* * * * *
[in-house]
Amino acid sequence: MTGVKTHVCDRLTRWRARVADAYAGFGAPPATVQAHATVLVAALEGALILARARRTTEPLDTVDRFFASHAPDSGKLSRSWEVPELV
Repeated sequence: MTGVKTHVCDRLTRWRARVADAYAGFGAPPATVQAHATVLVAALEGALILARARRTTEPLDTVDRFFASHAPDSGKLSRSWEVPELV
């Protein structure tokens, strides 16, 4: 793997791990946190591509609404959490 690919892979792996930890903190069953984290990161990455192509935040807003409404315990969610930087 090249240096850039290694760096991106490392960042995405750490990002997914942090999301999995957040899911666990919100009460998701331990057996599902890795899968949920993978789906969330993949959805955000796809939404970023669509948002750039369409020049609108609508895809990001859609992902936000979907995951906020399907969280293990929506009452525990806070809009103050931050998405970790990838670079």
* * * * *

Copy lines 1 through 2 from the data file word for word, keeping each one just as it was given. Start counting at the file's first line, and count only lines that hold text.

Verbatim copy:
[in-house]
Amino acid sequence: MTGVKTHVCDRLTRWRARVADAYAGFGAPPATVQAHATVLVAALEGALILARARRTTEPLDTVDRFFASHAPDSGKLSRSWEVPELV